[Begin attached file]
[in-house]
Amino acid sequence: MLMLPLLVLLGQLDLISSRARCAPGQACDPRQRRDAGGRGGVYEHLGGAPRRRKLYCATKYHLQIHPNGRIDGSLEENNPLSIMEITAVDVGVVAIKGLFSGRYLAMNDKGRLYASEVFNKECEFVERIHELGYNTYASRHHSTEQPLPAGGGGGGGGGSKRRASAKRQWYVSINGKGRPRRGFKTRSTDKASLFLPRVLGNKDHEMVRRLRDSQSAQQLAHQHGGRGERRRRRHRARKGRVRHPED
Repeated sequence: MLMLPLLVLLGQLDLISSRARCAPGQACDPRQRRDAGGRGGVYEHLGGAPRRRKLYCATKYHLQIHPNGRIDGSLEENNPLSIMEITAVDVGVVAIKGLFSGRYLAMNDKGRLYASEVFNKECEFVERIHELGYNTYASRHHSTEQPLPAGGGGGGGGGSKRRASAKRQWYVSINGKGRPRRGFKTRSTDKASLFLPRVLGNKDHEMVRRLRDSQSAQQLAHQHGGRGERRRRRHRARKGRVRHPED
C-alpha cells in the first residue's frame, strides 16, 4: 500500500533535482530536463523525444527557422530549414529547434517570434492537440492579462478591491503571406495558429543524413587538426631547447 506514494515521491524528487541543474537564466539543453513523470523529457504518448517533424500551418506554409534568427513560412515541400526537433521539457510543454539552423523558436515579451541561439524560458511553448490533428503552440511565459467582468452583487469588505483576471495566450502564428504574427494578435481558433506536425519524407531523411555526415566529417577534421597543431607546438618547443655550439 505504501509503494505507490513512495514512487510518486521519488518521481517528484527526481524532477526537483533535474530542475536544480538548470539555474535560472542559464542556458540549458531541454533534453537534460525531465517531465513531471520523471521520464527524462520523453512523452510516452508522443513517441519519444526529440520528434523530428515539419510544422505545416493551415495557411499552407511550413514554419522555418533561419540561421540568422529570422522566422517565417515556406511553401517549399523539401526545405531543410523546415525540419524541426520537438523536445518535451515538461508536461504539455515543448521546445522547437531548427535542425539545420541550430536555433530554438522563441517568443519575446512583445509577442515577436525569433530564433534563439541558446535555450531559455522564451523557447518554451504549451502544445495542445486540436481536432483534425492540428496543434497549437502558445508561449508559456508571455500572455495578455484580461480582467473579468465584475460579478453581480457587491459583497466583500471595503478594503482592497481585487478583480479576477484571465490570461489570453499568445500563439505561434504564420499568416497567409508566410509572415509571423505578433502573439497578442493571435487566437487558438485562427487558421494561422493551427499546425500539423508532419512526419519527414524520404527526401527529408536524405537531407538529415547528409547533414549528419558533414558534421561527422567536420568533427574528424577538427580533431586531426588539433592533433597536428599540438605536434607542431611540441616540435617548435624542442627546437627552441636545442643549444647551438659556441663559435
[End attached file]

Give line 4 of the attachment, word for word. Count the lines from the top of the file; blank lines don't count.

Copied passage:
C-alpha cells in the first residue's frame, strides 16, 4: 500500500533535482530536463523525444527557422530549414529547434517570434492537440492579462478591491503571406495558429543524413587538426631547447 506514494515521491524528487541543474537564466539543453513523470523529457504518448517533424500551418506554409534568427513560412515541400526537433521539457510543454539552423523558436515579451541561439524560458511553448490533428503552440511565459467582468452583487469588505483576471495566450502564428504574427494578435481558433506536425519524407531523411555526415566529417577534421597543431607546438618547443655550439 505504501509503494505507490513512495514512487510518486521519488518521481517528484527526481524532477526537483533535474530542475536544480538548470539555474535560472542559464542556458540549458531541454533534453537534460525531465517531465513531471520523471521520464527524462520523453512523452510516452508522443513517441519519444526529440520528434523530428515539419510544422505545416493551415495557411499552407511550413514554419522555418533561419540561421540568422529570422522566422517565417515556406511553401517549399523539401526545405531543410523546415525540419524541426520537438523536445518535451515538461508536461504539455515543448521546445522547437531548427535542425539545420541550430536555433530554438522563441517568443519575446512583445509577442515577436525569433530564433534563439541558446535555450531559455522564451523557447518554451504549451502544445495542445486540436481536432483534425492540428496543434497549437502558445508561449508559456508571455500572455495578455484580461480582467473579468465584475460579478453581480457587491459583497466583500471595503478594503482592497481585487478583480479576477484571465490570461489570453499568445500563439505561434504564420499568416497567409508566410509572415509571423505578433502573439497578442493571435487566437487558438485562427487558421494561422493551427499546425500539423508532419512526419519527414524520404527526401527529408536524405537531407538529415547528409547533414549528419558533414558534421561527422567536420568533427574528424577538427580533431586531426588539433592533433597536428599540438605536434607542431611540441616540435617548435624542442627546437627552441636545442643549444647551438659556441663559435